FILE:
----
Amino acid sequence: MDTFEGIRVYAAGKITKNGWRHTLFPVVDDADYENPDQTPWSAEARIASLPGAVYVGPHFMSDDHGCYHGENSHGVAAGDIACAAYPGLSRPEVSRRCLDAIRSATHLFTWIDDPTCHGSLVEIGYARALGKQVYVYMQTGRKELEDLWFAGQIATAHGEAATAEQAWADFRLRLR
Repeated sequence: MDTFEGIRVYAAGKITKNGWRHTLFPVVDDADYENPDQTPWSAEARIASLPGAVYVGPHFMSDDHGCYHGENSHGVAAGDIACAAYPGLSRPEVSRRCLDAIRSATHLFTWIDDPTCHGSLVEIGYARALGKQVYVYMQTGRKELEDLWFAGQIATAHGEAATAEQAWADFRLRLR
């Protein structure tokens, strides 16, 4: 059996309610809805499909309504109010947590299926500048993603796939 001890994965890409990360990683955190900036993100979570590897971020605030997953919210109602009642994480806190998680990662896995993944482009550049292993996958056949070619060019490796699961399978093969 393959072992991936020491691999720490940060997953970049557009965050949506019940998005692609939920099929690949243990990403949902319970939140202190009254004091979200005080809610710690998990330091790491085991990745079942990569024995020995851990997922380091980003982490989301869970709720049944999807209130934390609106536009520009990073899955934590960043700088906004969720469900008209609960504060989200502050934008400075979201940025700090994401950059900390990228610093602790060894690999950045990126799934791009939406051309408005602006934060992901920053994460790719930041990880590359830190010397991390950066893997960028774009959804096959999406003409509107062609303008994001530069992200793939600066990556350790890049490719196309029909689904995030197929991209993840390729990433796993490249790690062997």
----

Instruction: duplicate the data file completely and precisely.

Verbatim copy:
Amino acid sequence: MDTFEGIRVYAAGKITKNGWRHTLFPVVDDADYENPDQTPWSAEARIASLPGAVYVGPHFMSDDHGCYHGENSHGVAAGDIACAAYPGLSRPEVSRRCLDAIRSATHLFTWIDDPTCHGSLVEIGYARALGKQVYVYMQTGRKELEDLWFAGQIATAHGEAATAEQAWADFRLRLR
Repeated sequence: MDTFEGIRVYAAGKITKNGWRHTLFPVVDDADYENPDQTPWSAEARIASLPGAVYVGPHFMSDDHGCYHGENSHGVAAGDIACAAYPGLSRPEVSRRCLDAIRSATHLFTWIDDPTCHGSLVEIGYARALGKQVYVYMQTGRKELEDLWFAGQIATAHGEAATAEQAWADFRLRLR
């Protein structure tokens, strides 16, 4: 059996309610809805499909309504109010947590299926500048993603796939 001890994965890409990360990683955190900036993100979570590897971020605030997953919210109602009642994480806190998680990662896995993944482009550049292993996958056949070619060019490796699961399978093969 393959072992991936020491691999720490940060997953970049557009965050949506019940998005692609939920099929690949243990990403949902319970939140202190009254004091979200005080809610710690998990330091790491085991990745079942990569024995020995851990997922380091980003982490989301869970709720049944999807209130934390609106536009520009990073899955934590960043700088906004969720469900008209609960504060989200502050934008400075979201940025700090994401950059900390990228610093602790060894690999950045990126799934791009939406051309408005602006934060992901920053994460790719930041990880590359830190010397991390950066893997960028774009959804096959999406003409509107062609303008994001530069992200793939600066990556350790890049490719196309029909689904995030197929991209993840390729990433796993490249790690062997």